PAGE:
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Latent Heat Storage for Improved Efficiency in WtE plants

Technology Overview

With an average heating value of 10 MJ/kg from the municipal solid waste (MSW), an estimated 500 kWhe/tonne waste of energy can be generated from the incineration of MSW. This amount has the potential for higher energy recovery by using higher steam parameters (i.e. temperature and pressure), yet it is limited due to (i) corrosion of ferrous tubes at high temperature, and (ii) fluctuation in steam temperature. This project aims to design and develop a novel technology to solve these problems by replacing the existing water-wall technology with technology based on Phase Change Materials (PCM).

The proposed technology stores and controls the thermal energy from the combustion process, thus achieving net electrical efficiencies above 30%, while still maintaining low maintenance costs and high plant availability. Moreover, this technology can be integrated in the best available plant configurations and combustion control systems.

Technology Features & Specifications

This technology will replace the existing water-wall technology in the combustion chamber with a PCM-based brick. The PCM-based brick is capable of storing a variable heat flux and to release it on demand, providing a steady output of heat flux. This mitigates the steam fluctuation problem, and at the same time, increases the temperature of superheated steam over the current corrosion limits (450°C) without using coated superheaters.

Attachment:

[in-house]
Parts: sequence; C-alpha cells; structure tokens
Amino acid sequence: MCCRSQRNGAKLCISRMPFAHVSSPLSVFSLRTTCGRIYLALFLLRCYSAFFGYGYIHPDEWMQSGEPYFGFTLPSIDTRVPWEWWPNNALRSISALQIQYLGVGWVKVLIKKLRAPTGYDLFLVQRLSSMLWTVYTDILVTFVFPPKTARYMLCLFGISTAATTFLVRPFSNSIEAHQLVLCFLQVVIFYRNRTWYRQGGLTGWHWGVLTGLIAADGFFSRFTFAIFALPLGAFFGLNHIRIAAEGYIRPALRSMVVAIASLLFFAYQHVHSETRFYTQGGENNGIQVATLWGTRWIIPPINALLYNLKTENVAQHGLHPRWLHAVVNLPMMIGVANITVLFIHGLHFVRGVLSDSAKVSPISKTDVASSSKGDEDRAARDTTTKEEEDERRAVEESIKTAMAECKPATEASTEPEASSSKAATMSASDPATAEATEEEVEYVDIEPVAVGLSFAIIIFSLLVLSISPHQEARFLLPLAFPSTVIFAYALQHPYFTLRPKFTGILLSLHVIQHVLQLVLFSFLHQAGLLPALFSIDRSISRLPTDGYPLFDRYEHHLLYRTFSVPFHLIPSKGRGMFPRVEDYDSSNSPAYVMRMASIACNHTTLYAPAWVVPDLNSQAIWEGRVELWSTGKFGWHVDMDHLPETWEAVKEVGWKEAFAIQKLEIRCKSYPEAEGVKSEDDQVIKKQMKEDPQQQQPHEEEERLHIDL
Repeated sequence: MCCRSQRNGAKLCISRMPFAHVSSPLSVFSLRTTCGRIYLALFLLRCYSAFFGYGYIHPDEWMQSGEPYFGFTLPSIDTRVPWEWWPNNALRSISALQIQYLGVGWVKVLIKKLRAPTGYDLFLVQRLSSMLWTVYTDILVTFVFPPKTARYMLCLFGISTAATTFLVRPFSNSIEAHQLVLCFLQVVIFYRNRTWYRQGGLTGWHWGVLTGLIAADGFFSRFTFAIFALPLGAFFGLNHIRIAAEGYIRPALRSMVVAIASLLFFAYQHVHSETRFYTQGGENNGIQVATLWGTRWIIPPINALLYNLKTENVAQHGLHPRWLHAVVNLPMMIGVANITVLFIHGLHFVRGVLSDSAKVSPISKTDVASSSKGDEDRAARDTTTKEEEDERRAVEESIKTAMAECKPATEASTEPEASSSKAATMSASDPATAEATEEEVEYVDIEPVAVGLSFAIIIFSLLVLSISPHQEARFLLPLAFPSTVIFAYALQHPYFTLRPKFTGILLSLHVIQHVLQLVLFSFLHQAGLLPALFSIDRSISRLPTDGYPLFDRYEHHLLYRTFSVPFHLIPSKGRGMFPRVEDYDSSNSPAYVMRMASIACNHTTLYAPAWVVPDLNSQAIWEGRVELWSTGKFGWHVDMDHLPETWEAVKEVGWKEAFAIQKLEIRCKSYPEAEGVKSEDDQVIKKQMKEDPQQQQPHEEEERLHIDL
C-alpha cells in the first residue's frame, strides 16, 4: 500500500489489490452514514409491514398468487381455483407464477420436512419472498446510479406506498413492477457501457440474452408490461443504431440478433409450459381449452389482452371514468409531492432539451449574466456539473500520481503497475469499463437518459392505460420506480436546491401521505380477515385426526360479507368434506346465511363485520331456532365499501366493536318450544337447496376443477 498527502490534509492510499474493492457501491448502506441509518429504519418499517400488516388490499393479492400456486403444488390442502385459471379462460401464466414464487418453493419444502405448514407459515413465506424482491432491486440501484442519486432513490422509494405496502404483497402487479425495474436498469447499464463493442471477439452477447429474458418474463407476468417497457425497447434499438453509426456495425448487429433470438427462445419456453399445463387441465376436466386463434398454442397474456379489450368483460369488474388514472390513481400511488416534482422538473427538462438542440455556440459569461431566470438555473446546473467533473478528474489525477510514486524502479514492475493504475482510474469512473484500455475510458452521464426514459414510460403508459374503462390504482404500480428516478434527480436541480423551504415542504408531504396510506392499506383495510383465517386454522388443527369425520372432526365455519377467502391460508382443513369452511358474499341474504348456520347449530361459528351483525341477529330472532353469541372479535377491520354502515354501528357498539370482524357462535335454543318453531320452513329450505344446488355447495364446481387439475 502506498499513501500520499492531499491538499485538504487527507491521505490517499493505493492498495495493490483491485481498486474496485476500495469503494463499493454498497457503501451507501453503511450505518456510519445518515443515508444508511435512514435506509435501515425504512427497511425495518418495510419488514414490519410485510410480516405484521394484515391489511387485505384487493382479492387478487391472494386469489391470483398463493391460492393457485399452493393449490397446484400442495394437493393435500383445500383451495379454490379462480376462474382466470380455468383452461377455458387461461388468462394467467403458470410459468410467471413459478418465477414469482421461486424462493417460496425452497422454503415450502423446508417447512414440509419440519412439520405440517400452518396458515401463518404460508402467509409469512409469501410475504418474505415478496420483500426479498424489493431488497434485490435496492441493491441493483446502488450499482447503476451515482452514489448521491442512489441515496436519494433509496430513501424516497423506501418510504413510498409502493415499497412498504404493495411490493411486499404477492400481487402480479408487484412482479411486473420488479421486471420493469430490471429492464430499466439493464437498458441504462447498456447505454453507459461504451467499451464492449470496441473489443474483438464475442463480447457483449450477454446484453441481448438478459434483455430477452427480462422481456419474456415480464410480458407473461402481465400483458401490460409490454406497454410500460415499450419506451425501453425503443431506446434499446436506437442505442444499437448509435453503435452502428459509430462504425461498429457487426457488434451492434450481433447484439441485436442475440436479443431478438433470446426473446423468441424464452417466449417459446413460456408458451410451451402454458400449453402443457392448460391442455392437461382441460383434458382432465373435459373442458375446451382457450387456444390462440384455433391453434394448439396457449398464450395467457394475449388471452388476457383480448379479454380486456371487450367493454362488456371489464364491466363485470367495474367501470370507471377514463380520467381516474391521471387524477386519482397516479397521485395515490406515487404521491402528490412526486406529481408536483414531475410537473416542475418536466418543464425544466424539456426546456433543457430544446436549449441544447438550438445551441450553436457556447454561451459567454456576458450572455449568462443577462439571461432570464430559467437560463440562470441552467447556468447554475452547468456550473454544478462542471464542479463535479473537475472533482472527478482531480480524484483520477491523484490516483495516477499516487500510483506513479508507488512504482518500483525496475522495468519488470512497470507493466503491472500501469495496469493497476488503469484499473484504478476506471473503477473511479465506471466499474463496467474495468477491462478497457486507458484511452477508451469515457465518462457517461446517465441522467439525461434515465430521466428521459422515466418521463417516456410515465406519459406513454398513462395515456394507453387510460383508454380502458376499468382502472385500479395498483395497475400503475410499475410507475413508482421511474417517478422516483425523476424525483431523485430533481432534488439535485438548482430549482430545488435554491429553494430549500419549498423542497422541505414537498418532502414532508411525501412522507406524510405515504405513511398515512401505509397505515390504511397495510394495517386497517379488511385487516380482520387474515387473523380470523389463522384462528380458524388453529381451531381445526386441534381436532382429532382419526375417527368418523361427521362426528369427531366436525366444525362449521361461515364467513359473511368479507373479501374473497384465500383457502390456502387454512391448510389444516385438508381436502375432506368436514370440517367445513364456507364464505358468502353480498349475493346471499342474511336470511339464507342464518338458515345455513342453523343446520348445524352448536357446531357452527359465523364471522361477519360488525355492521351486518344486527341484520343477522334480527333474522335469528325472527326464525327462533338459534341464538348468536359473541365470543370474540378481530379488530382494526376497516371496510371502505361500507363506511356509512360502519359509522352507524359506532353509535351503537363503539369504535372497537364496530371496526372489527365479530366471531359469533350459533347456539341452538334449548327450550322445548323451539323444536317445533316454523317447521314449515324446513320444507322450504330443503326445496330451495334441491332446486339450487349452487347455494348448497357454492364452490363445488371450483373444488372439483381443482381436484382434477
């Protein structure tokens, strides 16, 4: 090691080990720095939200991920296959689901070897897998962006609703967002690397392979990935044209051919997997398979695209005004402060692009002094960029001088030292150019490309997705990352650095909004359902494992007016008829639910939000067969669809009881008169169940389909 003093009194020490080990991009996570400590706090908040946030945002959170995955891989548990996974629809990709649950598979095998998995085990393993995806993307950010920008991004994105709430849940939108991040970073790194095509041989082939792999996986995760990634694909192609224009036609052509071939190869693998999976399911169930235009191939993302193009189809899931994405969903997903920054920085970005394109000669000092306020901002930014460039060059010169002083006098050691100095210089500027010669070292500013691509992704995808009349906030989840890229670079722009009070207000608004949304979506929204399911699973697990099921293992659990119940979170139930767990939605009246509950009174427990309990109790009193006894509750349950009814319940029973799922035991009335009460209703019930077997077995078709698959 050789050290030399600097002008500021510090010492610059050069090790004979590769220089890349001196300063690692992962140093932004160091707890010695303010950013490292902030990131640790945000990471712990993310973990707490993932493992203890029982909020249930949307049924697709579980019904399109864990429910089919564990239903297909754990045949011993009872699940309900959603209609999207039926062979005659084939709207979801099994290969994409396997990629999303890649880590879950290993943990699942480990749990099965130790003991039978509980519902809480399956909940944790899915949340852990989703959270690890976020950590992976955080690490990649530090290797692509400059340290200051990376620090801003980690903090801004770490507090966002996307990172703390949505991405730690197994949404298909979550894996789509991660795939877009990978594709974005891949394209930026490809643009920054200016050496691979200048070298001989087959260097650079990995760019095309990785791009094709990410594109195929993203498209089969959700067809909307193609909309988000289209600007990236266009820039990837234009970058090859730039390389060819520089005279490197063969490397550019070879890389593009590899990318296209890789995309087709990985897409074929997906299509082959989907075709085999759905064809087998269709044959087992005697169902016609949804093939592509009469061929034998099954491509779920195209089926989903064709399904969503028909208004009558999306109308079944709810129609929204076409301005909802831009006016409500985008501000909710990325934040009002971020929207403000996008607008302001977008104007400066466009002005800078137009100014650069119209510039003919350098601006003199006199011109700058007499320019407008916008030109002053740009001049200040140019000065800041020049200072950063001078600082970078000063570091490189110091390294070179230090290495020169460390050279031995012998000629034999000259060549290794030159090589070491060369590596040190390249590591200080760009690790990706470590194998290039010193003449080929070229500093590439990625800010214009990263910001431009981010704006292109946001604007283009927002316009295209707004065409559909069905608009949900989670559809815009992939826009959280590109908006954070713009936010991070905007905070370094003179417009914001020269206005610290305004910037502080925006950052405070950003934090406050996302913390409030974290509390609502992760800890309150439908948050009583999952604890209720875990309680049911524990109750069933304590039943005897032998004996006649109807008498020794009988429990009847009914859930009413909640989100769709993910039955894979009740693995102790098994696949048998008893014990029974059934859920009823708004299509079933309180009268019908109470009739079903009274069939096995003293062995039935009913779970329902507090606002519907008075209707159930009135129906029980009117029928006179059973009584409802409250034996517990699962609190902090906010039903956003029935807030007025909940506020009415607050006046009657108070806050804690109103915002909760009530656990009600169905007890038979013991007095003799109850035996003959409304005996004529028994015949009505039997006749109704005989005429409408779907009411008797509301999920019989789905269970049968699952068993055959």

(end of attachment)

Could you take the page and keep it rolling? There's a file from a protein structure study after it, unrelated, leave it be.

Potential Applications

This technology can be employed in all waste-to-energy plants that experience steam fluctuation and ferrous tubes corrosion issue at high temperature. Our technology uses a PCM-based brick to replace the existing water-wall technology to firstly, increase the steam parameters and secondly, to reduce the temperature fluctuation, thereby improving the net electrical efficiency up to 34%. The PCM-based brick can be easily adapted to any existing waste-to-energy plants.

Customer Benefits

The main benefit of incorporating this technology into the waste-to-energy plant is the increase in electric efficiency, without compromising on the life span of the superheaters or increasing the maintenance cost. Moreover, the technology can be easily integrated into the existing plant configuration.

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